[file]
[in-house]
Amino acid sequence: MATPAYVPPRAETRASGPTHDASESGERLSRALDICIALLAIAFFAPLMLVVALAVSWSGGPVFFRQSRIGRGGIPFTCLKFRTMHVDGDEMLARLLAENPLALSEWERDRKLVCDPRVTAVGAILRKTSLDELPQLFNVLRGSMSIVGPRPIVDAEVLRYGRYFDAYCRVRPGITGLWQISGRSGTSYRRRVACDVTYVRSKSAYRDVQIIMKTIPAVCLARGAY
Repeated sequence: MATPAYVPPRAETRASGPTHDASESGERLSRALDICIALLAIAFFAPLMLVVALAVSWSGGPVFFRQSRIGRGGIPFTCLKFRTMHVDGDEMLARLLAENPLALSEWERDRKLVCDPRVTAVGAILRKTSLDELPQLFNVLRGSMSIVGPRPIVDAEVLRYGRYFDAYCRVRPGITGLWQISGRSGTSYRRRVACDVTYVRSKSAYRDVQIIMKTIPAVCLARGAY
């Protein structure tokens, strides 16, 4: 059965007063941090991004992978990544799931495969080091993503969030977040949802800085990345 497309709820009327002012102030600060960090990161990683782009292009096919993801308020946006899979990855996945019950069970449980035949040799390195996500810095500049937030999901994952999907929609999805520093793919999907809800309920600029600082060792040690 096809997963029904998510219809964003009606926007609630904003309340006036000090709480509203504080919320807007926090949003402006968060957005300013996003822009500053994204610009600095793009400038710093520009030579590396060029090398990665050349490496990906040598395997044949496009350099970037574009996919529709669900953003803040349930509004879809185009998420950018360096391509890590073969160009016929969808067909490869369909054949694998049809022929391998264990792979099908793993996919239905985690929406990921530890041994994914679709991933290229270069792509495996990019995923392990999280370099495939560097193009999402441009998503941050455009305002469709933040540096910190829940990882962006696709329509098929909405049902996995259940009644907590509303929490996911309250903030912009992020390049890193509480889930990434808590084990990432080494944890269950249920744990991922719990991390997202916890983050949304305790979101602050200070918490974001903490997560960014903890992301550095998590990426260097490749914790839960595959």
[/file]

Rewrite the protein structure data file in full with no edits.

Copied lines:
[in-house]
Amino acid sequence: MATPAYVPPRAETRASGPTHDASESGERLSRALDICIALLAIAFFAPLMLVVALAVSWSGGPVFFRQSRIGRGGIPFTCLKFRTMHVDGDEMLARLLAENPLALSEWERDRKLVCDPRVTAVGAILRKTSLDELPQLFNVLRGSMSIVGPRPIVDAEVLRYGRYFDAYCRVRPGITGLWQISGRSGTSYRRRVACDVTYVRSKSAYRDVQIIMKTIPAVCLARGAY
Repeated sequence: MATPAYVPPRAETRASGPTHDASESGERLSRALDICIALLAIAFFAPLMLVVALAVSWSGGPVFFRQSRIGRGGIPFTCLKFRTMHVDGDEMLARLLAENPLALSEWERDRKLVCDPRVTAVGAILRKTSLDELPQLFNVLRGSMSIVGPRPIVDAEVLRYGRYFDAYCRVRPGITGLWQISGRSGTSYRRRVACDVTYVRSKSAYRDVQIIMKTIPAVCLARGAY
């Protein structure tokens, strides 16, 4: 059965007063941090991004992978990544799931495969080091993503969030977040949802800085990345 497309709820009327002012102030600060960090990161990683782009292009096919993801308020946006899979990855996945019950069970449980035949040799390195996500810095500049937030999901994952999907929609999805520093793919999907809800309920600029600082060792040690 096809997963029904998510219809964003009606926007609630904003309340006036000090709480509203504080919320807007926090949003402006968060957005300013996003822009500053994204610009600095793009400038710093520009030579590396060029090398990665050349490496990906040598395997044949496009350099970037574009996919529709669900953003803040349930509004879809185009998420950018360096391509890590073969160009016929969808067909490869369909054949694998049809022929391998264990792979099908793993996919239905985690929406990921530890041994994914679709991933290229270069792509495996990019995923392990999280370099495939560097193009999402441009998503941050455009305002469709933040540096910190829940990882962006696709329509098929909405049902996995259940009644907590509303929490996911309250903030912009992020390049890193509480889930990434808590084990990432080494944890269950249920744990991922719990991390997202916890983050949304305790979101602050200070918490974001903490997560960014903890992301550095998590990426260097490749914790839960595959």